I Run Applications, You’re Measuring Packets: It’s Time to Revisit Those Network SLAs

Brian Washburn
Brian Washburn – Service Director, Business Network and IT Services

Summary Bullets:

  • Enterprises are increasingly focused on, and making decisions around, applications performance. WAN providers’ stock SLAs are still mired in the language of packets and frames.
  • Network partners already aren’t top of mind for enterprises’ applications performance discussions despite their key role in applications delivery.

Through our regularly conducted global ICT surveys here at Current Analysis, we caught one of the most recent purchasing trend shifts early on: enterprise lines of business are increasing their purchasing influence, even influencing networking-related decisions. More accurately, our surveys have been validating a power shift that we’d already been experiencing in our enterprise inquiries.

That is, while our enterprise conversations in 2016 were still coming through the IT department, the nature of conversations has been changing. In 2015, for example, discussions were still more around the network: for example, reach and performance of MPLS and WAN services in support of enterprise applications. This year, enterprise networking conversations more frequently started with an application – for example, a problem child that needed specific performance, such as transaction latency – and worked its way backwards into the supporting networks and other services.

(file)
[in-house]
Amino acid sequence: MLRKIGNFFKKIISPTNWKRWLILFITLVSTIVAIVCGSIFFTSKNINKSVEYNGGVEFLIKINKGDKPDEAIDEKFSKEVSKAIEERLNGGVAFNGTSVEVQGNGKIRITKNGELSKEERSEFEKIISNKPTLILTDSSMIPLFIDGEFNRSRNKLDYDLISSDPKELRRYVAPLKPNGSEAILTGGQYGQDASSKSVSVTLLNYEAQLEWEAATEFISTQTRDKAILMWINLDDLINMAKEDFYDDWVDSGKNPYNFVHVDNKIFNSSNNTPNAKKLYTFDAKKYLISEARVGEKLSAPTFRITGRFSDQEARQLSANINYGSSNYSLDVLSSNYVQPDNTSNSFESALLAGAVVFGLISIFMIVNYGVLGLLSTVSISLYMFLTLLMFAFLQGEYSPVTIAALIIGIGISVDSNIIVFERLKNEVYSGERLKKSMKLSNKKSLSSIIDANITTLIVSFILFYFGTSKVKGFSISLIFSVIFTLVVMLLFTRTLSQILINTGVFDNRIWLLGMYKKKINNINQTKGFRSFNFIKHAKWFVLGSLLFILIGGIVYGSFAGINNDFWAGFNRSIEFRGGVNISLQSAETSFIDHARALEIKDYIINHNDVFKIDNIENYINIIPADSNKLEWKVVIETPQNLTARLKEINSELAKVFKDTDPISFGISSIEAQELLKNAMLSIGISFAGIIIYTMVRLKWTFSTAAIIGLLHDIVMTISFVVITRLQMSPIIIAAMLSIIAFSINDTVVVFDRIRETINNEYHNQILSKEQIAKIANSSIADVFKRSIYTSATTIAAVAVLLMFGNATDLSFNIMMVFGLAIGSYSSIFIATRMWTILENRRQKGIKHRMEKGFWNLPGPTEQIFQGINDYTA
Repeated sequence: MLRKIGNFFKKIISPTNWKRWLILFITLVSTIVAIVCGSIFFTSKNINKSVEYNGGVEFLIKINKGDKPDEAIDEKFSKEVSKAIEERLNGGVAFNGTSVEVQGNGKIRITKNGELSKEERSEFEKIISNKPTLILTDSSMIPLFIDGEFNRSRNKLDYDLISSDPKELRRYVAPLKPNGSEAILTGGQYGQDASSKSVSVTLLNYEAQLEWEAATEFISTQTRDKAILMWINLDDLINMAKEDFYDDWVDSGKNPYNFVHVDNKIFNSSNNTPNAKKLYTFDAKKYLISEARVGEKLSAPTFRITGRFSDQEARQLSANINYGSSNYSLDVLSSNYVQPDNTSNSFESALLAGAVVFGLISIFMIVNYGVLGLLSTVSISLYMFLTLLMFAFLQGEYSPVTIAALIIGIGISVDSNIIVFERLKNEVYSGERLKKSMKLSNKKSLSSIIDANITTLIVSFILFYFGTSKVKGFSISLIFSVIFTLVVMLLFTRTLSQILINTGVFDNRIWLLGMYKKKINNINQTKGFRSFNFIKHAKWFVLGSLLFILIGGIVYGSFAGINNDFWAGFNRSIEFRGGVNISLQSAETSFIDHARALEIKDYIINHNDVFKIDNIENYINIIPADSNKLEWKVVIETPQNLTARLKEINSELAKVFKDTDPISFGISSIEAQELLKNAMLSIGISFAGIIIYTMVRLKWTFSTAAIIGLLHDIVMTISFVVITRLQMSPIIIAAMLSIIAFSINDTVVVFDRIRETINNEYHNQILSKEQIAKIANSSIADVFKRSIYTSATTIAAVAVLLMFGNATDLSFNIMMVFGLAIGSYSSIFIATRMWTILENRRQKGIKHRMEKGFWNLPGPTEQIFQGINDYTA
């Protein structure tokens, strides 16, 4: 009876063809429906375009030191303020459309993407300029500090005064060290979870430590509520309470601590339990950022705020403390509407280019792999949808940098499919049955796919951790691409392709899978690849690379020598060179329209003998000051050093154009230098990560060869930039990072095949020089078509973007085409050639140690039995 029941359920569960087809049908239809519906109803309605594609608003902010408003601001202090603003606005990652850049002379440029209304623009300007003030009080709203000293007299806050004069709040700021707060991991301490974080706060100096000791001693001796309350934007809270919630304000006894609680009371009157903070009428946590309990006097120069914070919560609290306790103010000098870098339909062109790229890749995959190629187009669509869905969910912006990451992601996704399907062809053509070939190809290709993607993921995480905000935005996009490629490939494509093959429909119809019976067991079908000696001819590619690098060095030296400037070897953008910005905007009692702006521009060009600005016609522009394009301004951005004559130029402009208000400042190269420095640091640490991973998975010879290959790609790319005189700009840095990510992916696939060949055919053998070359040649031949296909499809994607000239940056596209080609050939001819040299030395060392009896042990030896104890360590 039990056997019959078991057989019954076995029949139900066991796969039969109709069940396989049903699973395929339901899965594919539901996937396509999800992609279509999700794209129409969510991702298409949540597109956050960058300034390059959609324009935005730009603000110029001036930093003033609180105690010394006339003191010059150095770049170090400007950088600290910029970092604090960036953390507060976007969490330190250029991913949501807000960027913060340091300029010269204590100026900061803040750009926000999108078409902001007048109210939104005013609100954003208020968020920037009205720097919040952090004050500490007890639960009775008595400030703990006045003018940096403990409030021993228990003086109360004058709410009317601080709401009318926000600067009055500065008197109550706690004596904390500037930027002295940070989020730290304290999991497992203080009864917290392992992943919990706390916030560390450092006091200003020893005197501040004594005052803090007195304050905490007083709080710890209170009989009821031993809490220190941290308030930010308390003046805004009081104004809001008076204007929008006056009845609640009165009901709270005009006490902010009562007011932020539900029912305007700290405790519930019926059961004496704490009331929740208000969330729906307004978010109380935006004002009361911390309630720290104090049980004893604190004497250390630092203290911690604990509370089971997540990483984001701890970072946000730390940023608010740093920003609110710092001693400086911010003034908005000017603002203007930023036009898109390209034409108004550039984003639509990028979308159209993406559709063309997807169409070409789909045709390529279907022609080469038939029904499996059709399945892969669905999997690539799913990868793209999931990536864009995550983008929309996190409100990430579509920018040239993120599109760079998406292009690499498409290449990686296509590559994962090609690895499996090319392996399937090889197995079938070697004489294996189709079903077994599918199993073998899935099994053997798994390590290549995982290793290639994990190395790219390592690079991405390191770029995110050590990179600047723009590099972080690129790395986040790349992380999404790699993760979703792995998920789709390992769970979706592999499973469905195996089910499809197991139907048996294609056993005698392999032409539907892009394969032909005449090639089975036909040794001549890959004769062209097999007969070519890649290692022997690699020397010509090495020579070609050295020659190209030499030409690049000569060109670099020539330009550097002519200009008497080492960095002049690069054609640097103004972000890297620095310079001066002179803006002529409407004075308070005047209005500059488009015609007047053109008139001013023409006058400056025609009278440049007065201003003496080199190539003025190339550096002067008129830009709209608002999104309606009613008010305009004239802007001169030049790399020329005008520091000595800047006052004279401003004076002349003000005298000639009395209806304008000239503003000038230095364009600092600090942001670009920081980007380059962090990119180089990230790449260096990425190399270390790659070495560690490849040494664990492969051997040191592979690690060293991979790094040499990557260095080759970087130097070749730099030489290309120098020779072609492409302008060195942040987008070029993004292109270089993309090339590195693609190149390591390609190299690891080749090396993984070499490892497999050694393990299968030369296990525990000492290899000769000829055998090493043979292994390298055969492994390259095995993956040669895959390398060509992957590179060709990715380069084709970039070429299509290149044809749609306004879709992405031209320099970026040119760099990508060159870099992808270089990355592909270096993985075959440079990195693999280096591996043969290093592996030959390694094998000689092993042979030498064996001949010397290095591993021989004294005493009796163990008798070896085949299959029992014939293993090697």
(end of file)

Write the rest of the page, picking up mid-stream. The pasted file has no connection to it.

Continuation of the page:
Network providers should be key in that conversation. Assuming the application is already optimized and the compute environment properly resourced, what’s left is the performance of the network to ensure the application is fully supported. And network operators do address applications; they can design a service to have deterministic latency, and can assemble SLAs for clients that are based on guarantees for completed transactions.

But, two issues challenge network operators here. One challenge is that operators’ boilerplate SLAs, in terms of openly published metrics, have not aged gracefully. The industry is still measuring packet loss, latency and jitter all based on various degrees of monthly averaging. Some operators do break their boilerplate WAN SLA latency averages further down to regions and even between specific city pairs, and that granularity helps. There have been some forays into these areas: for example, Tata Communications touting deterministic routing for predictable performance and Orange Business Services making a transaction SLA available with its managed WAN optimization services. But, efforts to mainstream applications performance language into stock published SLA guarantees? Not so much.

So, operators are still talking about delivering packets and frames within averaged windows while the enterprise is looking at applications performing up to par. It’s related, but not the same metric. It’s not easy for operators; every application can be different, so any delivery guarantee depends on a range of unknowns. But meanwhile, that means enterprises are stuck doing the investigative work, engaging with various carrier reps, specifying needs in detail, seeing how each operator responds, then having to decide what’s real.

That custom reach-out and feedback process creates the knock-on challenge: enterprises already don’t tend to think of network operators when thinking about applications transactions and performance. Many enterprises tell us in surveys that their networking provider is “IBM” or “Accenture” or even “Cisco,” and to them, it’s true. Carriers should be involved in IT conversations more frequently. But, it’s a tall order if the WAN continues to give enterprises aging stock SLA guarantees that align less and less with the way their business is working.

What do you think?

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